OpinionOpinion | The Killing of Eliza Fletcher Is a...

Opinion | The Killing of Eliza Fletcher Is a Tragedy, Not a Morality Play


I’m not saying these aren’t worthy topics for public consideration. Memphis, like many cities, has an issue with violent crime. 5 days after Ms. Fletcher’s abduction, one other Memphis man went on a capturing rampage, killing 4 folks and wounding three extra, a minimum of a part of which he livestreamed on Fb. However the response on-line to that crime has been way more muted — possibly as a result of mass shootings are ubiquitous now or as a result of it takes the kidnapping of a beloved kindergarten instructor to catch folks’s consideration. Or possibly it’s simply that individuals exterior Tennessee don’t care all that a lot about Memphis in the long run. (For the document, violent crime there for the primary six months of this 12 months was down 6.1 % from the identical interval in 2021.)

There are sophisticated causes for the violence in any American metropolis, however none of them have something to do with the ethical character of the overwhelming majority of the individuals who reside there. Definitely they don’t have anything to do with the race of the individuals who reside there. When conservatives within the nationwide media wax nostalgic for a time earlier than the civil rights period, a time once they say it was safer to reside in an enormous metropolis like Memphis, it’s price remembering that your complete Delta area has an extended, horrible historical past of violence. For many years, a kidnapping that resulted in homicide was referred to as a lynching.

We have to work regularly towards making our cities much less harmful and our legal justice system extra simply. We want information protection of all the pieces — not simply crime — to be utterly correct and utterly honest, significantly on a topic as delicate as race. God is aware of we have to discover a technique to make it safer for all girls to maneuver by the world at any time of day.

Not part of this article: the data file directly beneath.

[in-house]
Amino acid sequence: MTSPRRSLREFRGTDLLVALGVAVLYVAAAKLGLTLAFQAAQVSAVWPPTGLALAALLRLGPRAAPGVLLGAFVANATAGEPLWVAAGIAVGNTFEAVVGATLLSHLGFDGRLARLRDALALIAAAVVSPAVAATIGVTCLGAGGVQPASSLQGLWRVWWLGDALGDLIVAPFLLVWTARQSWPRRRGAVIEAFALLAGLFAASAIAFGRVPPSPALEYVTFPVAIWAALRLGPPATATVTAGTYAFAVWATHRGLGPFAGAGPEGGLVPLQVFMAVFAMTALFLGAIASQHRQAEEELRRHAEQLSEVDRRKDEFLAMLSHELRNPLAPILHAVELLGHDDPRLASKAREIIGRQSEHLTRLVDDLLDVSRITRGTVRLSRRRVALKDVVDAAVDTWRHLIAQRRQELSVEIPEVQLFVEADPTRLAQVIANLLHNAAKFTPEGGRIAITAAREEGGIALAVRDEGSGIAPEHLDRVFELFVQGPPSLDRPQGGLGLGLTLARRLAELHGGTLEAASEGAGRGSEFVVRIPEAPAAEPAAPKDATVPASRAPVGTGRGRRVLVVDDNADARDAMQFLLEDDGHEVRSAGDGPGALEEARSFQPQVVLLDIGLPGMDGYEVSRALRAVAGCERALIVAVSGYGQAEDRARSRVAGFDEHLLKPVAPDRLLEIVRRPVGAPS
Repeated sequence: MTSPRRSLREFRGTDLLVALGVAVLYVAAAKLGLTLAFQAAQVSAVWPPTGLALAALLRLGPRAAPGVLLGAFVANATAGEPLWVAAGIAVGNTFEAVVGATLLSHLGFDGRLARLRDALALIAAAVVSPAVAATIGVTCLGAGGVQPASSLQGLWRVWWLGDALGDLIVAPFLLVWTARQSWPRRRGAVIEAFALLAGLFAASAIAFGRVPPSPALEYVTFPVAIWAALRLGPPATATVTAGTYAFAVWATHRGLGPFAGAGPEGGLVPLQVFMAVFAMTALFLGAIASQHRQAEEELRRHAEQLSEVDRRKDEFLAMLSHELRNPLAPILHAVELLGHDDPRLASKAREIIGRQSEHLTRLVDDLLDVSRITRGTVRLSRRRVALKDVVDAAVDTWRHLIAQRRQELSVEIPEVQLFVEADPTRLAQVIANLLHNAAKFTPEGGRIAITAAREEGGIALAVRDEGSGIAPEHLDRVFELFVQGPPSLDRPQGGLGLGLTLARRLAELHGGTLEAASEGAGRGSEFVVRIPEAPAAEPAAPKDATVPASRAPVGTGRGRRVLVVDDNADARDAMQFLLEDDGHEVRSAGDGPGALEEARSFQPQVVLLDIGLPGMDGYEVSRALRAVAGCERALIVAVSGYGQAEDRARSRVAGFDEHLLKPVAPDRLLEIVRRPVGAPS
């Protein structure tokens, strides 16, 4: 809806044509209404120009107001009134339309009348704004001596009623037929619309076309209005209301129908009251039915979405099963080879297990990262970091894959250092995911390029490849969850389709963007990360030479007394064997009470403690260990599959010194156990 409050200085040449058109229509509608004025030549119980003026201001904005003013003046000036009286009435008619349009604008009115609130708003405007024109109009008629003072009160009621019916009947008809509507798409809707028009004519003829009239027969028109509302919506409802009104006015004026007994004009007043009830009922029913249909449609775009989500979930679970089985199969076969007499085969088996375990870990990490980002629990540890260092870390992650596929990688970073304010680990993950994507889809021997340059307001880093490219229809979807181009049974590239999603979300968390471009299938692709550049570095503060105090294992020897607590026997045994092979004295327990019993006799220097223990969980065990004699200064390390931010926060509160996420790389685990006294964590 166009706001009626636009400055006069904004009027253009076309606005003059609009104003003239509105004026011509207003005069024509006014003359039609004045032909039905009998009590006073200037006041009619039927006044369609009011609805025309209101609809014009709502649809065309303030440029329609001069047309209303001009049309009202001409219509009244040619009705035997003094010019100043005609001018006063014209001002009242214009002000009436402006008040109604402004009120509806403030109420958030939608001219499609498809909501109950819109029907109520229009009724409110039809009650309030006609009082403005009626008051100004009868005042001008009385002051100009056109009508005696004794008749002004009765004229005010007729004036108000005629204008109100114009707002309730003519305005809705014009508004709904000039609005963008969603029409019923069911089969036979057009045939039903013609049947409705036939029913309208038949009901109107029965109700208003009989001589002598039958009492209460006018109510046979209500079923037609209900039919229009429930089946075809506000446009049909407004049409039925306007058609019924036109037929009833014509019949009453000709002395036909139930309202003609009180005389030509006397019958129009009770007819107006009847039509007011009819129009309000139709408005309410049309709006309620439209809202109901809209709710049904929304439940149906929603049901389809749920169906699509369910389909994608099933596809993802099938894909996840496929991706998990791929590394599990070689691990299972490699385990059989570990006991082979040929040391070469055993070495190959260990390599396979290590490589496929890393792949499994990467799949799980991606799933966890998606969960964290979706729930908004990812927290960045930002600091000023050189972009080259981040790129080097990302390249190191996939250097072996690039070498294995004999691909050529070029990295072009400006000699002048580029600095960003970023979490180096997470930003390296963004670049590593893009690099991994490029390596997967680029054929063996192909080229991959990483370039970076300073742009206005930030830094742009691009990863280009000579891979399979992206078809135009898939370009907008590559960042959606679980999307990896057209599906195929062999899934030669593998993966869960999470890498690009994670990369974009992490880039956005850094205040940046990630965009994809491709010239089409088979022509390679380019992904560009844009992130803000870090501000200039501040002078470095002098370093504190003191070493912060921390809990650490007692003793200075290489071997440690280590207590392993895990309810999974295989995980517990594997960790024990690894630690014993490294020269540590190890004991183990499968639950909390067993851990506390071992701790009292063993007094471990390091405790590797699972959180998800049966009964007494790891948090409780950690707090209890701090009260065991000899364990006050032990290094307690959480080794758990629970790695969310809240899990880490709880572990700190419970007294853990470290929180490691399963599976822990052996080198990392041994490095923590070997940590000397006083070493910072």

Any dialogue of such topics is sure to develop into heated, and that’s correctly. Open public discourse is a privilege of residing in a democracy. However whereas this type of dialog is suitable in a dialogue of public coverage, it isn’t in any respect acceptable within the dialogue of an harmless one that misplaced her life to a seemingly random act of violence. Tragedies will at all times garner public curiosity. That’s simply human nature. However tragedies ought to by no means be diminished to tweets and speaking factors or changed into a story to justify a political agenda.

Maybe this, too, is just human nature. Possibly we flip these horrible tales into allegories, distant symbols of one thing that doesn’t actually contact us, as a result of we discover them so dislocating. It’s simpler to say, “She ought to have recognized higher than to run at midnight” — or “She’d be alive immediately if solely liberals weren’t delicate on crime” or “That is why everybody ought to carry a gun” or “We have to take our cities again by deadly drive” or another drained trope of our weary age — than it’s to face the rather more horrifying reality that nothing we do will ever completely assure our security. Evil exists. Random issues occur. Horrible, insufferable, irrevocable issues occur, and typically we’ve no potential technique to keep away from them.

Ms. Fletcher leaves behind a grieving group and two younger youngsters who will develop up with out their mom. She didn’t reside and die for instance any level. She was not the consultant of any cultural ideology or the symbol of any political stance. By all accounts, she was an individual who cherished her household, cherished her church and cherished her work, a devoted athlete who discovered a little bit of time for herself within the midst of a full life by getting up early for a run. Absolutely that’s greater than sufficient for any beloved, irreplaceable life to imply.

Margaret Renkl, a contributing Opinion author, is the writer of the books “Graceland, at Final: Notes on Hope and Heartache From the American South” and “Late Migrations: A Pure Historical past of Love and Loss.”

The Instances is dedicated to publishing a variety of letters to the editor. We’d like to listen to what you concentrate on this or any of our articles. Listed here are some ideas. And right here’s our electronic mail: letters@nytimes.com.

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